The Temple of Venus and Roma (Latin: Templum Veneris et Romae)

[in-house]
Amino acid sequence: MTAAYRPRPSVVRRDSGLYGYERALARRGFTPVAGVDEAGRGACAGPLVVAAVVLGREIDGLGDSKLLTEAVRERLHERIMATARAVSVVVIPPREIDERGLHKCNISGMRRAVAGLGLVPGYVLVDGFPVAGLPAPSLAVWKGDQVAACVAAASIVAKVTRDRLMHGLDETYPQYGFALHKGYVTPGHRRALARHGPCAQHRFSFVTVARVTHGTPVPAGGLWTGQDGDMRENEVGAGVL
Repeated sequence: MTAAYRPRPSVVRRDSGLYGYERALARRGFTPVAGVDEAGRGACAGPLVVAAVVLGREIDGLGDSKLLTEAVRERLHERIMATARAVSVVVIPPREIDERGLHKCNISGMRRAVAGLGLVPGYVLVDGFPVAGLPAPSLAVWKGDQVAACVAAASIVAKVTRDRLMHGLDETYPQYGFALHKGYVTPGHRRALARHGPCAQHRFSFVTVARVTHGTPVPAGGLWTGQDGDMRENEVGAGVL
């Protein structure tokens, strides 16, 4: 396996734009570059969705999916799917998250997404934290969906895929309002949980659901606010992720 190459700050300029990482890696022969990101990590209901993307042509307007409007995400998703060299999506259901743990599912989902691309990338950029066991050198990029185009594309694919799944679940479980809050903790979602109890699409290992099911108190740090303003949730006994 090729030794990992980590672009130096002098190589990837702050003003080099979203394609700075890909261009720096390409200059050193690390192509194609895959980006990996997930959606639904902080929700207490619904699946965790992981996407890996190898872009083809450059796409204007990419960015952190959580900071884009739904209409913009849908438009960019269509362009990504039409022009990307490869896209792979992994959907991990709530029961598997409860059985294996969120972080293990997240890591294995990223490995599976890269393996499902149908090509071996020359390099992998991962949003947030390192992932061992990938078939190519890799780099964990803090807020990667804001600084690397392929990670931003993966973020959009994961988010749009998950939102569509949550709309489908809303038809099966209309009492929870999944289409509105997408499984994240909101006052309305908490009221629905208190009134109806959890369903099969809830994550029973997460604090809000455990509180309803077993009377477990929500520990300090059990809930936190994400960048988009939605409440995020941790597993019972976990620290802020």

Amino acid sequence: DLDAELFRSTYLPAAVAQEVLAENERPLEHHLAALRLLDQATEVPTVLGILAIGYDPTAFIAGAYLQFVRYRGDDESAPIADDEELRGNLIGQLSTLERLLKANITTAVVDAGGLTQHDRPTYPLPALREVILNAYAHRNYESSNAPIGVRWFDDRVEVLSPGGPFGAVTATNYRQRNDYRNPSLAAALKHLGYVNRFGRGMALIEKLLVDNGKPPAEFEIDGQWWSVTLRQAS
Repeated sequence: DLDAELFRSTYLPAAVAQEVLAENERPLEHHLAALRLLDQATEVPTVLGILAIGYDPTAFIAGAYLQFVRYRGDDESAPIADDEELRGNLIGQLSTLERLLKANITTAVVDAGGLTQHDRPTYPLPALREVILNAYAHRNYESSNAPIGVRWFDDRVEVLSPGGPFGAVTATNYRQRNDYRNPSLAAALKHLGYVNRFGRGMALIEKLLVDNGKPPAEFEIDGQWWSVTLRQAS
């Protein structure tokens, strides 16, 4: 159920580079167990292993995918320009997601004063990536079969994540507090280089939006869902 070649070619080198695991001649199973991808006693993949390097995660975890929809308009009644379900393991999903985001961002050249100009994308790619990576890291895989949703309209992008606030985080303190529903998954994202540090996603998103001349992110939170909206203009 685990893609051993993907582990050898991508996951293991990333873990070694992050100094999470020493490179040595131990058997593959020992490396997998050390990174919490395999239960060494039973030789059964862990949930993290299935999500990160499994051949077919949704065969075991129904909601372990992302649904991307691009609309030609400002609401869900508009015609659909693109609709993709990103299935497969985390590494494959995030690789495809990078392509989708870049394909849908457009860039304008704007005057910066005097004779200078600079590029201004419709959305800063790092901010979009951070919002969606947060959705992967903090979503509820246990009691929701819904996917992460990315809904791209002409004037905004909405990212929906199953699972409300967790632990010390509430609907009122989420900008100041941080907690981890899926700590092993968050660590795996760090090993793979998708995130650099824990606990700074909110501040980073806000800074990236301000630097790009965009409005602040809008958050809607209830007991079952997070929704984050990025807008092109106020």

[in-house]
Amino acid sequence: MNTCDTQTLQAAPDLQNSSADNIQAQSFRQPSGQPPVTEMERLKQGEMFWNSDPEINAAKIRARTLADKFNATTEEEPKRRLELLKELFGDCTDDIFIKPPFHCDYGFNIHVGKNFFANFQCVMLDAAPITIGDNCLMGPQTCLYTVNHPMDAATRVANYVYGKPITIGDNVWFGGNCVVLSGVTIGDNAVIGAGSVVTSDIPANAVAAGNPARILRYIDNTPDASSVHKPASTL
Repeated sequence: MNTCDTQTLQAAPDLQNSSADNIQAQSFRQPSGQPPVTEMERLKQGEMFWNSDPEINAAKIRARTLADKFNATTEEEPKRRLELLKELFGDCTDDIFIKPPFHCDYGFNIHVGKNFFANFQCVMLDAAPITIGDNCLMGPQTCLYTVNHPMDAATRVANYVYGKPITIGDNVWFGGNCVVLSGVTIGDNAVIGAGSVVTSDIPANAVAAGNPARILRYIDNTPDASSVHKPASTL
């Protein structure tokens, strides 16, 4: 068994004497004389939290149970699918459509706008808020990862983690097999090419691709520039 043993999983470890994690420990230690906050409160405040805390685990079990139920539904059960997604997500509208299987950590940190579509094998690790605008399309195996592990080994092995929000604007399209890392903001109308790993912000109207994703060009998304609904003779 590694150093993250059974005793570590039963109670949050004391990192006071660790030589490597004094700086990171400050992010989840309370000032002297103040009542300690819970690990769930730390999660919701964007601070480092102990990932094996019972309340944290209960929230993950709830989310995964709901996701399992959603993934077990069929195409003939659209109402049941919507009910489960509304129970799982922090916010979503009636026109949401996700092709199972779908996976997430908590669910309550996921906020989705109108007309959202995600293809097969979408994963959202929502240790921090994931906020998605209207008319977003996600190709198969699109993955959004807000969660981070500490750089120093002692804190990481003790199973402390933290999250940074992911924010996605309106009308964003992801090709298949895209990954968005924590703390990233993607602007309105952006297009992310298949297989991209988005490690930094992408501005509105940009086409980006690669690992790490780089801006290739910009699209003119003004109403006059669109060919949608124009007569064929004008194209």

The Temple of Venus and Roma (Latin: Templum Veneris et Romae) is thought to have been the largest temple in Ancient Rome. Located on the Velian Hill, between the eastern edge of the Forum Romanum and the Colosseum, in Rome, it was dedicated to the goddesses Venus Felix ("Venus the Bringer of Good Fortune") and Roma Aeterna ("Eternal Rome"). The building was the creation of the emperor Hadrian and construction began in 121. It was officially inaugurated by Hadrian in 135, and finished in 141 under Antoninus Pius. Damaged by fire in 307,[1] it was restored with alterations by the emperor Maxentius.

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